While you can go ahead and run the update right on April 5th, or some time later using Windows Update, we suggest you wait a bit before you update your machines.
Regardless of when you run the update, you may want to run preparations before you install the Creators Update on your machine.
The following guide gives you tips on how to prepare the device properly before you run the update. Feel free to add more tips in the comment section below.
You need to find the right time to update to the Windows 10 Creators Update. With that, I mean that you should not run the update if you need to use the PC anytime soon.
If you need to use it for homework, do your taxes, make payments, or even chat with someone, you better not run the update right away.
Find a time where you don't need to use the PC or device for important things. The reason for this is simple: while most updates will run through in an hour or so, things may, and will for some users, go wrong.
Maybe it takes way longer than you expected to install the update. Or, your PC refuses to boot after you have installed the Creators Update. This is a problem if you need it for important tasks, as you may spend hours or even days troubleshooting the issue you are experiencing.
Whatever it is, making sure that you don't need the device for the foreseeable future ensures that you have enough time to resolve whatever issue you are facing.
Another thing to consider is that the first release of the Windows 10 Creators Update will have bugs. Microsoft will fix those bugs eventually, but you may have to live with them if you are unlucky enough to be affected by them.
Waiting weeks or even a month or more before you install a Windows 10 feature update may be a smart move, as you avoid running into bugs in first place introduced by the update.
Cleaning house may be beneficial in some situations. First, you may use it to free up disk space to make sure the new operating system, and a copy of the old, have enough room on the main hard drive of the computer system.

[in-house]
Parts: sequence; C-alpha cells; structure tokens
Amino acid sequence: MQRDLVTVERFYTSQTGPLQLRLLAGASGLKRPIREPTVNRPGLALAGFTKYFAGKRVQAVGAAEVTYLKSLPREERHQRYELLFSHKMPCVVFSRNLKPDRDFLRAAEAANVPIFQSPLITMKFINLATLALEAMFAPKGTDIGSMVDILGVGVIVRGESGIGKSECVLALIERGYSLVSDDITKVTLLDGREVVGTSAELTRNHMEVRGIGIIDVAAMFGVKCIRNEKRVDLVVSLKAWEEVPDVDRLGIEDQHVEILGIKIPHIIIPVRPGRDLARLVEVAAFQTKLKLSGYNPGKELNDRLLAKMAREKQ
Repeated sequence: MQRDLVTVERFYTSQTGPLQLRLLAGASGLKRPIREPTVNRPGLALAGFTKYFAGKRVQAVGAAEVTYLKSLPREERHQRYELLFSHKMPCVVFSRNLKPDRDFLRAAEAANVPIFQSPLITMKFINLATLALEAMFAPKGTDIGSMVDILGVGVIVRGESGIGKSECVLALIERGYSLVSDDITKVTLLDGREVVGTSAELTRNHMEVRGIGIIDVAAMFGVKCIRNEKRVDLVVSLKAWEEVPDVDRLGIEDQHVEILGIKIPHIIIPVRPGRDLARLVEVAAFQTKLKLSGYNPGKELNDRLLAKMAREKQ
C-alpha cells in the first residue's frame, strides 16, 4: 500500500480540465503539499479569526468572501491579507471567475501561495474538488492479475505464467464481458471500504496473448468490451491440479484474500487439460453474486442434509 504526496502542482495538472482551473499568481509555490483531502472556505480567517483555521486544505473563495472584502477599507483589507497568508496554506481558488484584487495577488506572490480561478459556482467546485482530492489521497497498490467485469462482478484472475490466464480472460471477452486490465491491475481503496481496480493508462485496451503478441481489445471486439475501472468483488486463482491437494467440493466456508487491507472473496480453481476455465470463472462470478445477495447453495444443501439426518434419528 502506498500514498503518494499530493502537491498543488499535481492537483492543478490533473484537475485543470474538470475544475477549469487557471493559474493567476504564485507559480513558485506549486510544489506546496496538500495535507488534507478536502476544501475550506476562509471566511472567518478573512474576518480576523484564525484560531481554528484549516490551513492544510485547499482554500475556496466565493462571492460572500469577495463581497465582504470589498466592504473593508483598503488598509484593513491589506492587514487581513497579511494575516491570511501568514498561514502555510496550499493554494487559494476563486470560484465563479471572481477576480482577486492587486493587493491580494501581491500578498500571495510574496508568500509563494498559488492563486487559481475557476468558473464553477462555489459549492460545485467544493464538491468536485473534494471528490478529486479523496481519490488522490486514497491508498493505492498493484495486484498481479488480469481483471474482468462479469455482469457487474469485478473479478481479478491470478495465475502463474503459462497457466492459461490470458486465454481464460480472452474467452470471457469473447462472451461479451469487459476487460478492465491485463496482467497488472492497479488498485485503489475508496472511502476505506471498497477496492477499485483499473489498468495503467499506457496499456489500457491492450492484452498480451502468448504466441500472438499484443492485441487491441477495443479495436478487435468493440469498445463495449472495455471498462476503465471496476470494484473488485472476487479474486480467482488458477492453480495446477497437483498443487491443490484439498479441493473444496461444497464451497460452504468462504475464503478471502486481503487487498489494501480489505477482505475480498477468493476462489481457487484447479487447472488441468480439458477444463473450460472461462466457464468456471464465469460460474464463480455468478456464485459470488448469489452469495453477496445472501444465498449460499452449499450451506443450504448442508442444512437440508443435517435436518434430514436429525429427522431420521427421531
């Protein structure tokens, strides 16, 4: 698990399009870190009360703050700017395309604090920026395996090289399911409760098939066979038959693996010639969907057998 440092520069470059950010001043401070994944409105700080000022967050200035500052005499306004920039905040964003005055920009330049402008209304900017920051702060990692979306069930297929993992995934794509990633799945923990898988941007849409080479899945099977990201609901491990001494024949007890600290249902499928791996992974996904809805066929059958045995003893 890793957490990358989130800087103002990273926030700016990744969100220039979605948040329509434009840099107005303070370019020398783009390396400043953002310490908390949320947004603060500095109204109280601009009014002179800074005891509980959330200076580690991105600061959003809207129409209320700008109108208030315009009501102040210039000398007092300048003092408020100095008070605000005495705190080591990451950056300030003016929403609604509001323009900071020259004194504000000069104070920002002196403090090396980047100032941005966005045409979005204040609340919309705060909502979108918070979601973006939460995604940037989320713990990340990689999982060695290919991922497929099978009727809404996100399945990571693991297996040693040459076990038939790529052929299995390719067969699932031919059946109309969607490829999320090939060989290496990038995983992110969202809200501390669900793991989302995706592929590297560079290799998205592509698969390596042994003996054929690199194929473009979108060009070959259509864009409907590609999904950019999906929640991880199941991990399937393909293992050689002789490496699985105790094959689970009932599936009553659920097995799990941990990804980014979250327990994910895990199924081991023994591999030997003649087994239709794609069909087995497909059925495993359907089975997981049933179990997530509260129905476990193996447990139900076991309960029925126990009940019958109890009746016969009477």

Also, removing software that you no longer need, and clearing temporary files may also be beneficial to the process.
I recommend you start by uninstalling software that is no longer needed. Then, once that is out of the way, run a program like CCleaner to remove temporary files from the system to free up additional space.
If you don't want to use a third-party program, try the built-in Disk Cleanup tool instead. This is more limited than CCleaner or other third-party tools, but it removes junk from a couple of high profile locations on Windows machines.
Software licenses and product keys
If things can go wrong, they probably will, at least for some users. It is a good idea to have your product keys and software licenses at hand if you require them.
These keys may be required if you contact the software company, or if Windows or Office, for whatever reason, are not activated anymore after the upgrade.
If components or peripheral devices require special drivers, you may want to make sure that you have those at hand, so that you may re-install the drivers. If Windows does not pick them up automatically, it could in worst case mean that a component does not work at all, or provides only generic or limited functionality.
You may have them on a CD or DVD, or may need to download the latest drivers from the developer website to have them at hand if needed.
Even more important than timing is that you create a backup of your important data -- better the full system partition -- so that you are prepared when disaster strikes.
Imagine the following scenario: you ran the update, but something went wrong and your PC won't boot anymore. Or maybe, you notice that data is not on the hard drive anymore that was there prior to running the update. Without a backup, you may have lost the data for good.
You may use any backup program that supports file backups or partition backups. I use Veeam Endpoint Backup Free for that.
Simple create a new backup job after you have installed the program, and either select File level backup if you want to save files or directories only, or volume level backup / entire computer, if you want to back up a partition, an entire hard drive, or all drives of the computer.
Please note that you need enough free storage space somewhere else, for instance on a removable drive, to backup the data.
Also, and that is equally important, make sure you create recovery media as well.
Windows Recovery Media
It is advised to always have recovery media at hand. If Windows does not boot anymore, you may use recovery media for troubleshooting assistance and repairs.
Windows 10 ships with options to create a recovery drive. You may use it to reset or troubleshoot problems, and if you back up system files to the drive as well, you will also be able to reinstall Windows.
Please note that you need a USB drive connected to the PC for that. It should have at least 8 Gigabytes of space, and all data on the drive will be deleted in the process.
To run the program, do the following:
- Tap on the Windows-key to open the Start menu.
- Type create a recovery drive, and select the option.
Follow the instructions on the screen to create the drive. You may boot from it after creation to troubleshoot and repair Windows.
Now You: Have additional tips? Feel free to share them in the comment section below.